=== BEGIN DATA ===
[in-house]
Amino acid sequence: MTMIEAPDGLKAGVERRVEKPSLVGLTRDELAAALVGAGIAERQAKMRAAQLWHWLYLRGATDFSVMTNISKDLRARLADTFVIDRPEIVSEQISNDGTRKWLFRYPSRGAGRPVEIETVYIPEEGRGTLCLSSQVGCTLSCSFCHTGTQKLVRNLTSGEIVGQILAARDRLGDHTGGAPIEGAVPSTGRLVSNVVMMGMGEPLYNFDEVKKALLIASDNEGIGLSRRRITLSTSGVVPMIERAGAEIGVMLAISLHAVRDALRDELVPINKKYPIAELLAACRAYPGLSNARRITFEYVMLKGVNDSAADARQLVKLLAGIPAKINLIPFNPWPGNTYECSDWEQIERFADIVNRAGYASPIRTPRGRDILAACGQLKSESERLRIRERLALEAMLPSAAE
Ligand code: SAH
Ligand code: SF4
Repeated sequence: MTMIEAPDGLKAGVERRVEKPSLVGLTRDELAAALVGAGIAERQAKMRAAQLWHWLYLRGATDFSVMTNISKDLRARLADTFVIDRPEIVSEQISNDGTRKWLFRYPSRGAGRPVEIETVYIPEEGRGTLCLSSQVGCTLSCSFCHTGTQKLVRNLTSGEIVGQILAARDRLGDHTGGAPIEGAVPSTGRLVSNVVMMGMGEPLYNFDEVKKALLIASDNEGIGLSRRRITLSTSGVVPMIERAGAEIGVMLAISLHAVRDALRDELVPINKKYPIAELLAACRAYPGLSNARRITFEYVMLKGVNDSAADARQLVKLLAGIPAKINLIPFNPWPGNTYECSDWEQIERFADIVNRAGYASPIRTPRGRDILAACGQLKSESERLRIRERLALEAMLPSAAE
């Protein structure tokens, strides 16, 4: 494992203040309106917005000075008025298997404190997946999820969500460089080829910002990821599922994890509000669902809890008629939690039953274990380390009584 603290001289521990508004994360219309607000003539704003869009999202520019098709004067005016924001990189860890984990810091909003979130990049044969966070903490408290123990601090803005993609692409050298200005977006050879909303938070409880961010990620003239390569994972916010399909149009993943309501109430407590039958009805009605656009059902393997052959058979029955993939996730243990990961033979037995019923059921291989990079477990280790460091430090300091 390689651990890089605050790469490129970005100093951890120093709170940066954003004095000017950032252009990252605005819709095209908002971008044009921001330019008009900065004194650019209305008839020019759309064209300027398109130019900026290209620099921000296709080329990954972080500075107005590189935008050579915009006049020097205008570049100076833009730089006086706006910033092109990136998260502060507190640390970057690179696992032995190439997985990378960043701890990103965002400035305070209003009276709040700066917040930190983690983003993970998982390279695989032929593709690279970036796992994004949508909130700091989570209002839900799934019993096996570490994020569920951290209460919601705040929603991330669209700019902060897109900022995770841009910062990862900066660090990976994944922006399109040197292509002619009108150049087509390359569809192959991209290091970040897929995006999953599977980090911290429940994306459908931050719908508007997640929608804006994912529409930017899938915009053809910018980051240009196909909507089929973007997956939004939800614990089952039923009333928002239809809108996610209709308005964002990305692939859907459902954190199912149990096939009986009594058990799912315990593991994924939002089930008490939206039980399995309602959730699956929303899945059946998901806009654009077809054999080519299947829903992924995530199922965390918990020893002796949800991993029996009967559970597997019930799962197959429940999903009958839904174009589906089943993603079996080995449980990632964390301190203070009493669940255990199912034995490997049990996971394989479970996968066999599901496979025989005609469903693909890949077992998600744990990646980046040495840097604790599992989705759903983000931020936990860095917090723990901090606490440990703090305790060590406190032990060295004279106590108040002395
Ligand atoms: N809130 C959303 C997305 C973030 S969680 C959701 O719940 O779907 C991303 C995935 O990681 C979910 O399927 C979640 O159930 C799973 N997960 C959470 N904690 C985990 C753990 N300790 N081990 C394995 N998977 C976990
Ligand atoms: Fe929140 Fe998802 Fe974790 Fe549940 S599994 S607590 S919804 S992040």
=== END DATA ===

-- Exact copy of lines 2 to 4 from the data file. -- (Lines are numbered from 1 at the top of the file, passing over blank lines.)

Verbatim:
Amino acid sequence: MTMIEAPDGLKAGVERRVEKPSLVGLTRDELAAALVGAGIAERQAKMRAAQLWHWLYLRGATDFSVMTNISKDLRARLADTFVIDRPEIVSEQISNDGTRKWLFRYPSRGAGRPVEIETVYIPEEGRGTLCLSSQVGCTLSCSFCHTGTQKLVRNLTSGEIVGQILAARDRLGDHTGGAPIEGAVPSTGRLVSNVVMMGMGEPLYNFDEVKKALLIASDNEGIGLSRRRITLSTSGVVPMIERAGAEIGVMLAISLHAVRDALRDELVPINKKYPIAELLAACRAYPGLSNARRITFEYVMLKGVNDSAADARQLVKLLAGIPAKINLIPFNPWPGNTYECSDWEQIERFADIVNRAGYASPIRTPRGRDILAACGQLKSESERLRIRERLALEAMLPSAAE
Ligand code: SAH
Ligand code: SF4